Most people have heard the term Distributed Denial-of-Service Attack (DDoS), but most don’t really know what it is a DDoS and why it is so dangerous. Cybercriminals have used DDoS attacks for many years, but they are becoming more prevalent and more destructive. The goal is to overwhelm the service with more traffic than the system can handle so that it crashes. Hackers target web services, websites, and online applications with DDoS attacks.
What is a DDoS Attack?
A DDoS attack is when hackers attempt to crash a website or service and prevent it from reaching its destination (device, apps, networks, computer, server, etc.).
Often hackers use fake packets, email messages, or dozens of requests for connections to create abundant traffic, which then crashes the service. In more recent attacks, the threat actors demand ransom to stop bombarding the service with junk. They may also threaten a more severe attack if the company does not pay up.
According to Norton Antivirus, a hacker group named Armada Collective attacked banks, DNS, and web host companies using this tactic.
How Does DDoS Work?
The premise of a DDoS attack is quite simple. If a web host server, application, device, network, or service is flooded with too much network traffic, it is crippled and stops working. Basically, the service becomes overwhelmed and shuts down due to too many concurrent requests.
Norton Antivirus explains it well with:
“Network connections on the Internet consist of different layers of the Open Systems Interconnection (OS) model. Different types of DDoS attacks focus on particular layers. A few examples:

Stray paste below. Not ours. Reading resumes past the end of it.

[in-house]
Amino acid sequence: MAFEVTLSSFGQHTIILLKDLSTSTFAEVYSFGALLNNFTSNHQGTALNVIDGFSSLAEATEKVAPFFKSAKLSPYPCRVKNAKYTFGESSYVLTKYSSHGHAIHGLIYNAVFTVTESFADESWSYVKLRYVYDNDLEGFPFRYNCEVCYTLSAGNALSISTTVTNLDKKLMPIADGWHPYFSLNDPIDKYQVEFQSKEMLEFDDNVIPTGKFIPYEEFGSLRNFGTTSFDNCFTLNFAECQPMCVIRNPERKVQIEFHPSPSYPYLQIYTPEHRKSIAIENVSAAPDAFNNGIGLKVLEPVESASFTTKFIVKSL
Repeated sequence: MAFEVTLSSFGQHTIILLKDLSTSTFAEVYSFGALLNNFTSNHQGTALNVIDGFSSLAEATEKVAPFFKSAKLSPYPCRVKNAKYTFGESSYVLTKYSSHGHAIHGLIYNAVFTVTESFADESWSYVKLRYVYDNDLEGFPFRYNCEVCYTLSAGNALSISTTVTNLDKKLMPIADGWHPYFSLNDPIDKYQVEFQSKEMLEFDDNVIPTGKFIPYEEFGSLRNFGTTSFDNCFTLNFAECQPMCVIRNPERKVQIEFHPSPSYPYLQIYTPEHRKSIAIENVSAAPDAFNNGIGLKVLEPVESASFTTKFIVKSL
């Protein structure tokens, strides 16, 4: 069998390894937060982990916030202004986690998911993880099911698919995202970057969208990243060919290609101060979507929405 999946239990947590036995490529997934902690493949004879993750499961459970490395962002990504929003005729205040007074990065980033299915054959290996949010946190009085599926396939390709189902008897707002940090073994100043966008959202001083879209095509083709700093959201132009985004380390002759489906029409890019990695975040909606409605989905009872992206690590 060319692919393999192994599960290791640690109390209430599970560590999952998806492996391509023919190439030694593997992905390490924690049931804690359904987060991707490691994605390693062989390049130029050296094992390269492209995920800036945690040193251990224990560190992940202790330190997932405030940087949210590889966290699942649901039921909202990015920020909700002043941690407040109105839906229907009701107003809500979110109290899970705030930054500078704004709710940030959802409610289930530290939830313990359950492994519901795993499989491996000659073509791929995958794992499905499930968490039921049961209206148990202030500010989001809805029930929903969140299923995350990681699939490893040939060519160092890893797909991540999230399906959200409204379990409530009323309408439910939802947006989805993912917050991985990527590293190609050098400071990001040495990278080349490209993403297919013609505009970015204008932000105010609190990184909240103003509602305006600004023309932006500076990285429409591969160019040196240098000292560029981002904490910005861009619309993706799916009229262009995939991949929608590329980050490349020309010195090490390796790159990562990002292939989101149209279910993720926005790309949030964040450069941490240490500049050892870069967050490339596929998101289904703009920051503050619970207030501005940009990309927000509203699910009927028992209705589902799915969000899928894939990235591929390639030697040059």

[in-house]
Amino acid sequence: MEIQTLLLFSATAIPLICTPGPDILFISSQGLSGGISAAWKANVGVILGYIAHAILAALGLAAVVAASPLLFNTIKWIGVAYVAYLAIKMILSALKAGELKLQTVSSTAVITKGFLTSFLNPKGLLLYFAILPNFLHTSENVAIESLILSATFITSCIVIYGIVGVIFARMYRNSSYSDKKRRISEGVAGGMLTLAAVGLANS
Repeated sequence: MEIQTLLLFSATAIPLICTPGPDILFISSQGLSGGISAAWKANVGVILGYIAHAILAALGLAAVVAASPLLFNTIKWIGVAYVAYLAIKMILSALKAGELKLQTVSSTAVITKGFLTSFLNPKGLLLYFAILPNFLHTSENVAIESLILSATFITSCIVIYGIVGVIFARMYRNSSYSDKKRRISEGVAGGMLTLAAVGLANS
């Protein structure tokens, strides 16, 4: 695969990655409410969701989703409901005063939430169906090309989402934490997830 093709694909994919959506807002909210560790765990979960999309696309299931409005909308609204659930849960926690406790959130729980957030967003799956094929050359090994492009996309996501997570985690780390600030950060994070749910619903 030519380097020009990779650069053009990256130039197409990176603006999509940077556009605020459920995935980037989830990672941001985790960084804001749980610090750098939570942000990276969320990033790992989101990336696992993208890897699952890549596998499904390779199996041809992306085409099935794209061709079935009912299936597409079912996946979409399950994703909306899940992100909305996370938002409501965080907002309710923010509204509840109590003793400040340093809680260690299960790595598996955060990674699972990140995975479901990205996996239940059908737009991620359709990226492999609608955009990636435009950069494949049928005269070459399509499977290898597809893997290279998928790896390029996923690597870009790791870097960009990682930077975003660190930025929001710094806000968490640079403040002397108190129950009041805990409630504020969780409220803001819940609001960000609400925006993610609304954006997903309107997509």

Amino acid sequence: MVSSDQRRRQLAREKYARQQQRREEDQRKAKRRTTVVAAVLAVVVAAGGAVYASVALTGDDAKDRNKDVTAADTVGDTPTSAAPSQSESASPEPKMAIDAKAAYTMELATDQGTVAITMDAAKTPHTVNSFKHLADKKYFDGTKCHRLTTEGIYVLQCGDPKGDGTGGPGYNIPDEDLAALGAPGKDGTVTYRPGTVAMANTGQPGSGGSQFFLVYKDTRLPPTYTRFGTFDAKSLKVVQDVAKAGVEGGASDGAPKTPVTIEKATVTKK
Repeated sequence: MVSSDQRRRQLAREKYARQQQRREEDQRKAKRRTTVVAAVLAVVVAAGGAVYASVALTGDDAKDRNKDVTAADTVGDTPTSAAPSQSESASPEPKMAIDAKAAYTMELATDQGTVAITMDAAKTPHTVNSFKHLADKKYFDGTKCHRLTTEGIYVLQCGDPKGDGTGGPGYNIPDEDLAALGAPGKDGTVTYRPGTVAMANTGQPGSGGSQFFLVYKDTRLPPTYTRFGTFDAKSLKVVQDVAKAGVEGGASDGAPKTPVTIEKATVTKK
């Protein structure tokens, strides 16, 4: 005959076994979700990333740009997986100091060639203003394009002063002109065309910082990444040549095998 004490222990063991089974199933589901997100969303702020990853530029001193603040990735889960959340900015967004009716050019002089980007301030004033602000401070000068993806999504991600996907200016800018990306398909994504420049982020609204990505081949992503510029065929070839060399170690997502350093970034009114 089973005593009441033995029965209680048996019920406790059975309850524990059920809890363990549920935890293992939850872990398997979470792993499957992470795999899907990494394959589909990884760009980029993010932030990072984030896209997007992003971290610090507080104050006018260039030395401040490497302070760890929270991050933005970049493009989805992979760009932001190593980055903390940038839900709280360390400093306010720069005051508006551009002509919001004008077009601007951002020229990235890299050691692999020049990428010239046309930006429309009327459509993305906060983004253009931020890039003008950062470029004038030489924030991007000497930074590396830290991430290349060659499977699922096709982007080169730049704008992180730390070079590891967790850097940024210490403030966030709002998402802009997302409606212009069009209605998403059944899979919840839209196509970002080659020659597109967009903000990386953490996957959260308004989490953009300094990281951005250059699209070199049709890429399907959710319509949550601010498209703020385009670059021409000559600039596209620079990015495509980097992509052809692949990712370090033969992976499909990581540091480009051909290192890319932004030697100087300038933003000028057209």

- Layer 3, the Network layer. Attacks are known as Smurf Attacks, ICMP Floods, and IP/ICMP Fragmentation.
- Layer 4, the Transport layer. Attacks include SYN Floods, UDP Floods, and TCP Connection Exhaustion.
- Layer 7, the Application layer. Mainly, HTTP-encrypted attacks.”
The Different Types of a DDoS Attack
There are basically three types of DDoS attacks, one that exploits each layer.
- A volume-based attack using ICMP, UDP, and spoofed-packets is employed to flood servers and overwhelm them until they break down and stop working.
- A network-layer or protocol-layer attack sends massive numbers of fake packets directly to the network server administration or management tools. These types use SYN floods and Smurf DDoS.
- An application-layer attack floods an application with malware requests to get it to stop working
The goal for any of these types of attacks is to crash the service and render it inoperable. In some cases, it may only make it slower and less responsive but not totally unusable.
DDoS Attacks Examples
Probably the most famous DDoS attack was carried out by Michael Calce in 2000, a Canadian high schooler. The teenager nicknamed himself MafiaBoy and, using a sophisticated DDoS attack, managed to shut down Yahoo, CNN, Amazon, and eBay. Calce was charged and convicted in Montreal and later became a white-hat hacker working for the good guys identifying vulnerable systems for large, national companies.
In 2016, Dyn, a large domain name provider, was attacked by a massive DDoS event which also took down a lot of heavy-hitting websites like AirBnB, CNN, Netflix, PayPal, Spotify, Visa, Amazon, The New York Times, Reddit, and GitHub. During this attack, hackers used more than 100,000 infected botnet devices to send requests from tens of millions of IP addresses.
GitHub was hit hard with a massive DDoS attack in 2018. However, they were able to recover quickly (within 20 minutes) and were back up and running.
Over the past few years, cybercriminals have targeted huge companies, gaming organizations, software, and media conglomerates for DDoS attacks.
Sometimes DDoS attacks are used as a diversion so that while everyone is figuring out how to fix the unresponsive servers, hackers go to town installing malicious software and creating other problems such as perpetrating a data breach.
In other cases, these types of attacks are used by activists, other countries trying to disrupt U.S. government services, and sometimes they are just for show.